This statement is not a generalization. It is factual statement. Saying all low cost wines are horrible would be an incorrect generalization. I feel that half the fun of wine is finding a great quality wine with a low price tag. I guess I fail to understand what you are trying to say.

    The problem with your statement is all I have to do is find two or three good wines with low pricetags and my statement is true. What you are suggesting is that either there are no good wines with a low price tag, or.. I don't know what it doesn't make sense beyond that.
    Curlyben's Avatar
    Curlyben Posts: 18,471, Reputation: 1857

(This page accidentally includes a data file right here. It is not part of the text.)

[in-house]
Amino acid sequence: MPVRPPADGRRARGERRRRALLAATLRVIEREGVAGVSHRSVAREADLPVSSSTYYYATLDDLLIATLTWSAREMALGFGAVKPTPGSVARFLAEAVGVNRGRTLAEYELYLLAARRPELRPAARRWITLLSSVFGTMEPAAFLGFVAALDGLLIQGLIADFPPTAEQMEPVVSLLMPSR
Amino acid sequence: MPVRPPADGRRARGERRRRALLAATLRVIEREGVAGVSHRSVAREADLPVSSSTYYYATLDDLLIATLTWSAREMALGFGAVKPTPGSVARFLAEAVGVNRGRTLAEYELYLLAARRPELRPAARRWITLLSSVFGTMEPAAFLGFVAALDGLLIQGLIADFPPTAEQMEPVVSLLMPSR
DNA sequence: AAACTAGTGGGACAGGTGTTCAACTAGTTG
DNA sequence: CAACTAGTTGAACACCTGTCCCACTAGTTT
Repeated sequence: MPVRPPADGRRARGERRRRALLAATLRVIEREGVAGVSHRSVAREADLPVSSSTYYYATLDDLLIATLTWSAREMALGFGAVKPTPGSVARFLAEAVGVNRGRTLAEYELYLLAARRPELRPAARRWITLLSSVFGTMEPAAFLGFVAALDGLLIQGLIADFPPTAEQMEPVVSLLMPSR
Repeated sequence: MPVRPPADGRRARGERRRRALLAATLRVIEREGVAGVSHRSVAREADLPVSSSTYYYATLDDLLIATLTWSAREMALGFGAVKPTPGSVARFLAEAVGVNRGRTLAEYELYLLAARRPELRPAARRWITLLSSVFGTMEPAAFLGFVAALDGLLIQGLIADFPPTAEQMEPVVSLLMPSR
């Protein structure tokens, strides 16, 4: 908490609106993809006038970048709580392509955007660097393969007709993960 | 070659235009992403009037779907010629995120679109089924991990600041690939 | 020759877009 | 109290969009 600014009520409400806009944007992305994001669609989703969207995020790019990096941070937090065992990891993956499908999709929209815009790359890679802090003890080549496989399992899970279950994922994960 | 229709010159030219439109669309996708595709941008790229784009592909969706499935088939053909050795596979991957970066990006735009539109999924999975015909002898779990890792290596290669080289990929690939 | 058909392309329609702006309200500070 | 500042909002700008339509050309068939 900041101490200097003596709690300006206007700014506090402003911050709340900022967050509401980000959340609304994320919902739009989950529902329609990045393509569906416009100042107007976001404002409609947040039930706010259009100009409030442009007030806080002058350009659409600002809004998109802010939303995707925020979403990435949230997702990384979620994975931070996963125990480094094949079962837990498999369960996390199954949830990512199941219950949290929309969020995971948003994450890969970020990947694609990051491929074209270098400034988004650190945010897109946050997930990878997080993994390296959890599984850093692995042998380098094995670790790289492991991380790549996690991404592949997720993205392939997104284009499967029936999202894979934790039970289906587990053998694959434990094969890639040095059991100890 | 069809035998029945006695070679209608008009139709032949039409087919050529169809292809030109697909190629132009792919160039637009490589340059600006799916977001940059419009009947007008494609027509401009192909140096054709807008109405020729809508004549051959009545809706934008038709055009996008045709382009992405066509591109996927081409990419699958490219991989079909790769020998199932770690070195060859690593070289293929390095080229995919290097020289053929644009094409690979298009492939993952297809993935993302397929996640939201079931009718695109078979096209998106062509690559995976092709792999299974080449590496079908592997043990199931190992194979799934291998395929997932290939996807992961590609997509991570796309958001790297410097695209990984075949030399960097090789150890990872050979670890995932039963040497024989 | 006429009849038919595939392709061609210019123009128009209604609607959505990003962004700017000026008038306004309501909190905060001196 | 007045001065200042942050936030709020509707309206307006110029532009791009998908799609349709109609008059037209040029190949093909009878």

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    #10

    Jun 19, 2007, 01:01 PM
    It is very easy to find one or two examples to backup your assumption, but it is just as easy the other way around.

    There is a higher percentage of badly made wine at a lower price then there is at a higher price.

    I didn't say is wasn't possible to find well made wine at a lower price, but that your statement was a sweeping generalisation of an extremely complex subject.
    I speak from YEARS of professional training and experience and after having tried tens of thousands of different wines from all over the globe.

    Your statement:
    Price does not always directly relate to quality.
    is still flawed, as there as some many more factors to consider than price alone.

    At the end of the day who really cares if a bottle costs $5 or $500 what is important is if YOU like it.

    Simple really.